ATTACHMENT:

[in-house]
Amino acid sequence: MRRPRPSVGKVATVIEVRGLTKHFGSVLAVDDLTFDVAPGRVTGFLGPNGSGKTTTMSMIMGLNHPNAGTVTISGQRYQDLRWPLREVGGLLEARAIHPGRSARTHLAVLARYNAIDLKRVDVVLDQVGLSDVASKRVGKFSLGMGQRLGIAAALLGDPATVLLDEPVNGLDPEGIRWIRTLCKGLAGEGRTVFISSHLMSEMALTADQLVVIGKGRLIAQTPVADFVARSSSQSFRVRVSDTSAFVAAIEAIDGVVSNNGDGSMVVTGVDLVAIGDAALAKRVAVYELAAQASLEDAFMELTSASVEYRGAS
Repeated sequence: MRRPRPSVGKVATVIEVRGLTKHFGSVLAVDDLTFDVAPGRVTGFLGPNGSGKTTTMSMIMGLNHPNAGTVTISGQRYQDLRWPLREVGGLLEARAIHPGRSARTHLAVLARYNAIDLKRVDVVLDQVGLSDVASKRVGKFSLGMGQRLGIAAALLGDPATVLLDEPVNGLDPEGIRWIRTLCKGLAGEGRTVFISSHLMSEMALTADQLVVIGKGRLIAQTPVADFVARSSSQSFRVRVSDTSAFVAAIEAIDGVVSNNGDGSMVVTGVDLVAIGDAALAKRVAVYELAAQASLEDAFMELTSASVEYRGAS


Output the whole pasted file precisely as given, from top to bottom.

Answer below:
[in-house]
Amino acid sequence: MRRPRPSVGKVATVIEVRGLTKHFGSVLAVDDLTFDVAPGRVTGFLGPNGSGKTTTMSMIMGLNHPNAGTVTISGQRYQDLRWPLREVGGLLEARAIHPGRSARTHLAVLARYNAIDLKRVDVVLDQVGLSDVASKRVGKFSLGMGQRLGIAAALLGDPATVLLDEPVNGLDPEGIRWIRTLCKGLAGEGRTVFISSHLMSEMALTADQLVVIGKGRLIAQTPVADFVARSSSQSFRVRVSDTSAFVAAIEAIDGVVSNNGDGSMVVTGVDLVAIGDAALAKRVAVYELAAQASLEDAFMELTSASVEYRGAS
Repeated sequence: MRRPRPSVGKVATVIEVRGLTKHFGSVLAVDDLTFDVAPGRVTGFLGPNGSGKTTTMSMIMGLNHPNAGTVTISGQRYQDLRWPLREVGGLLEARAIHPGRSARTHLAVLARYNAIDLKRVDVVLDQVGLSDVASKRVGKFSLGMGQRLGIAAALLGDPATVLLDEPVNGLDPEGIRWIRTLCKGLAGEGRTVFISSHLMSEMALTADQLVVIGKGRLIAQTPVADFVARSSSQSFRVRVSDTSAFVAAIEAIDGVVSNNGDGSMVVTGVDLVAIGDAALAKRVAVYELAAQASLEDAFMELTSASVEYRGAS